Depending on the type of sleep issues their patients have, sleep doctors suggest a range of tests and treatments, including:
Sleep Consultation: This is used to evaluate and get to the bottom of a patient’s sleep issues. It takes a comprehensive look at a patient’s health history and sleep habits.
Blood tests: Blood tests can be done to look for things that can mess with your sleep, like thyroid issues.
Sleep Apnea Tests Include:
Non-invasive sleep tests are used to assess and diagnose sleep disorders. They’re done based on the type of sleep disorder you suspect. For example, if you think you have sleep apnea, they’ll observe you while you sleep in a lab overnight. If you think you have narcolepsy, they’ll watch you while you sleep and wake up for a few naps in the lab.
- Nocturnal Polysomnography – Nocturnal polysomnography (NPSG) is a comprehensive sleep study conducted overnight to evaluate and diagnose various sleep disorders. This test involves monitoring multiple physiological parameters while an individual sleeps. The purpose is to gather data on different aspects of sleep and identify any abnormalities or disruptions in the sleep cycle.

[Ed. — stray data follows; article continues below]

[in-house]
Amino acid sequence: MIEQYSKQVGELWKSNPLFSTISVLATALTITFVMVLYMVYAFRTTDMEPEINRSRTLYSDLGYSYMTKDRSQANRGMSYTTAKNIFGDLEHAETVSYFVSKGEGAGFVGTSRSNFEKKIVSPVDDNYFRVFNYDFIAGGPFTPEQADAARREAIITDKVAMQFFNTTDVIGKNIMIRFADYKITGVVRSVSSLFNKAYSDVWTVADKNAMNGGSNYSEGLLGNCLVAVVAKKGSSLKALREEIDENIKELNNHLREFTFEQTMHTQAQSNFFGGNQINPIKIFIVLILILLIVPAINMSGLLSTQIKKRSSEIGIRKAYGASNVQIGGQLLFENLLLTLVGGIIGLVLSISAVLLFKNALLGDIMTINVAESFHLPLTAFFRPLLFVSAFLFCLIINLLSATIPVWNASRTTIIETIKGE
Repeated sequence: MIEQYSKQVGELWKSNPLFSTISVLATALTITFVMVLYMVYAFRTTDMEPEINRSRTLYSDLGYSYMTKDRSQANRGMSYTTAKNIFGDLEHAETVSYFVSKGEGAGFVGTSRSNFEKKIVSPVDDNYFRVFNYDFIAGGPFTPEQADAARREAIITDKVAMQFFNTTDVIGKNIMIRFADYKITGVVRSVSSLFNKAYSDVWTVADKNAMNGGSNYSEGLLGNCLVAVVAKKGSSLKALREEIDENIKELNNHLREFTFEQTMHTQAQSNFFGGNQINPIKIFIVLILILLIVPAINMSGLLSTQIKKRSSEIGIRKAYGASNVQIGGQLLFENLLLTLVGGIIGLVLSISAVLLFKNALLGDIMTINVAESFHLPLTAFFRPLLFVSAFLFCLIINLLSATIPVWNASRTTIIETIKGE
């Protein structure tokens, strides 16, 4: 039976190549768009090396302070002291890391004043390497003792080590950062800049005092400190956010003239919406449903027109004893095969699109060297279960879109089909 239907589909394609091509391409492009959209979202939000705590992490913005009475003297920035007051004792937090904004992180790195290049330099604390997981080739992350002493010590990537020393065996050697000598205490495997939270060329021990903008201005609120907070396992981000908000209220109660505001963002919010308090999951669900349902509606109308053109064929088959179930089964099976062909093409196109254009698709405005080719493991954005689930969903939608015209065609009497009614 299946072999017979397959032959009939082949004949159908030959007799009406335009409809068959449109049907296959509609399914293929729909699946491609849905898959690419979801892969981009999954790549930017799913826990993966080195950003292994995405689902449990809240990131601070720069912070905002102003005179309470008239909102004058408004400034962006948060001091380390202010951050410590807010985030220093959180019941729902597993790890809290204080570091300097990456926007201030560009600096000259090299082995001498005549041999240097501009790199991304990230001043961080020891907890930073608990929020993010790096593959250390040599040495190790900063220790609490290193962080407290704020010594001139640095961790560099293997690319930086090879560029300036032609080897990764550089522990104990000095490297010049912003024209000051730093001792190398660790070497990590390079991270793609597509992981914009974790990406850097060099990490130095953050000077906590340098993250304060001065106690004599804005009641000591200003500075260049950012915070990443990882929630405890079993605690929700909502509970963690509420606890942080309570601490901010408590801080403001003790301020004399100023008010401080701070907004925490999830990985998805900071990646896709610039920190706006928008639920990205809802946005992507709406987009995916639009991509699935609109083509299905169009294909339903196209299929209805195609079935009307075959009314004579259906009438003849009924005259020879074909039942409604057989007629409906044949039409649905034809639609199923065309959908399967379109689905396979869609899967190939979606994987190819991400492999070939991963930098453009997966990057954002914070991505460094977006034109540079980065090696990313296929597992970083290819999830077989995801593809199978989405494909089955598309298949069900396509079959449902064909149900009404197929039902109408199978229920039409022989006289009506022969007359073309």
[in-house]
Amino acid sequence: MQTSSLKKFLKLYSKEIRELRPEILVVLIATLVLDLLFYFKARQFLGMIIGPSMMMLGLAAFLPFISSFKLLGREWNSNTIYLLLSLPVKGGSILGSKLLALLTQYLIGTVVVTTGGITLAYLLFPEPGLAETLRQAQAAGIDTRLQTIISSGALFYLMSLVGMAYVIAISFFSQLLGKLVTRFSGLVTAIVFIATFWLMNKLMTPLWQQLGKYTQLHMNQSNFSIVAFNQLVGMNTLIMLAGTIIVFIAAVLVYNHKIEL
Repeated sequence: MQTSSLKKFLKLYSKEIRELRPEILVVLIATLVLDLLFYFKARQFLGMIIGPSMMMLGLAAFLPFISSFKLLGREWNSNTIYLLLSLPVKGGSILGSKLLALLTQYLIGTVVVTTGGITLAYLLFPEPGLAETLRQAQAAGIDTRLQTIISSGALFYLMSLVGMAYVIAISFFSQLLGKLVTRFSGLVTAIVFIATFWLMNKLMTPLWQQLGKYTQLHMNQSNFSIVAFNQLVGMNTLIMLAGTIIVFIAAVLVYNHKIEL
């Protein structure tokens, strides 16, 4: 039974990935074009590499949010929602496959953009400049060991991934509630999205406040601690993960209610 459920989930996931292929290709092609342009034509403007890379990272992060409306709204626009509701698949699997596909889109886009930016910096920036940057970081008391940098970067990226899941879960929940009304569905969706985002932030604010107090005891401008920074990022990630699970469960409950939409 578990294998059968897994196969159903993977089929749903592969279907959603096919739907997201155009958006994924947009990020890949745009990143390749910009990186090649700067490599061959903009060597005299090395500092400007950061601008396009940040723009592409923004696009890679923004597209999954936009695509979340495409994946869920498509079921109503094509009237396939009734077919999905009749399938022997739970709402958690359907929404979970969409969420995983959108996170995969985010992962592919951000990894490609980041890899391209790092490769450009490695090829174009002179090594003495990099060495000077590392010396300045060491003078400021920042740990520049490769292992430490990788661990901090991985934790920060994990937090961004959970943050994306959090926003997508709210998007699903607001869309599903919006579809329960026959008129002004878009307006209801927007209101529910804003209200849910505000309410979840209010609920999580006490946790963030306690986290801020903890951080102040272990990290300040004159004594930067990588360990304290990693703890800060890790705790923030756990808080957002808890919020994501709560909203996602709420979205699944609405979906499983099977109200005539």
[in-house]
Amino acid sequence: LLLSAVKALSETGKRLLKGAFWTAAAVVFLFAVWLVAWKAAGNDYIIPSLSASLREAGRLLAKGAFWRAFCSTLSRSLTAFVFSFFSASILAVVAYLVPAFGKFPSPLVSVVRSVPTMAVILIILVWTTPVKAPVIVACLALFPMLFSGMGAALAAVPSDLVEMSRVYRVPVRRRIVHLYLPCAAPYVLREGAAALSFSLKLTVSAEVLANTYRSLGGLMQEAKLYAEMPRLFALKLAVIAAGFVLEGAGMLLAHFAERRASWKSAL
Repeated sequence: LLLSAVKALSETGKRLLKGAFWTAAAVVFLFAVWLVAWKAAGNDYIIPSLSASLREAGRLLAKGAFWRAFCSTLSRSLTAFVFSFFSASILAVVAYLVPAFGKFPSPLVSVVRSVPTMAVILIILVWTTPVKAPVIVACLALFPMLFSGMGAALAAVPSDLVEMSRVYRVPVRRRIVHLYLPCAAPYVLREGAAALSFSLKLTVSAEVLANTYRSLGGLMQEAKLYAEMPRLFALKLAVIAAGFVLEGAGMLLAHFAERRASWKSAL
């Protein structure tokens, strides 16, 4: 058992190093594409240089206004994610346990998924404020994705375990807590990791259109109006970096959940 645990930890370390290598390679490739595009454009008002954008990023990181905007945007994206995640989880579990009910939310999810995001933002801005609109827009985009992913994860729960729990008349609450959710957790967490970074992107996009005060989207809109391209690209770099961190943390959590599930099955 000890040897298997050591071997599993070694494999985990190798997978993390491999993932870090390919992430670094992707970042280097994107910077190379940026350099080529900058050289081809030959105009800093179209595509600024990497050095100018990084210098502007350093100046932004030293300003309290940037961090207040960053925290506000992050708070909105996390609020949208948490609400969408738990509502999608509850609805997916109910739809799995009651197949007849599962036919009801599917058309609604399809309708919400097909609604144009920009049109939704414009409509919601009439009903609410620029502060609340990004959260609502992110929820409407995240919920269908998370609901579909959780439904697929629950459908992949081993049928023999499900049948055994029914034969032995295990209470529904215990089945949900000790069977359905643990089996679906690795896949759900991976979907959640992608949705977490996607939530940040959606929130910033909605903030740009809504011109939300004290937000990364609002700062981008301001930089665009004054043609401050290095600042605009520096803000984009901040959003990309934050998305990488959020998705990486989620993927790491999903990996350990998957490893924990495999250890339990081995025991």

- Home Sleep Tests – these tests, while not as thorough or accurate, are less invasive and can be carried out in the comfort of your own home. They typically measure blood oxygen levels, heart rate, breathing patterns and airflow.
Sleep Log for tracking things like when you go to bed, when you wake up, and how sleepy you are during the day. It’s used to help diagnose and treat insomnia and other sleep disorders.
During sleep tests, patients are hooked up to sensors that determines on how they’re sleeping, how they’re moving around, how much oxygen they’re getting, and how they’re breathing.
Note: If you have sleep apnea, it’s important to stay away from heavy drinking and taking sleeping pills or any other drugs that can cause heavy sedation, which can make your sleep get worse. Talk to your doctor about any medications that can cause this and how to avoid them.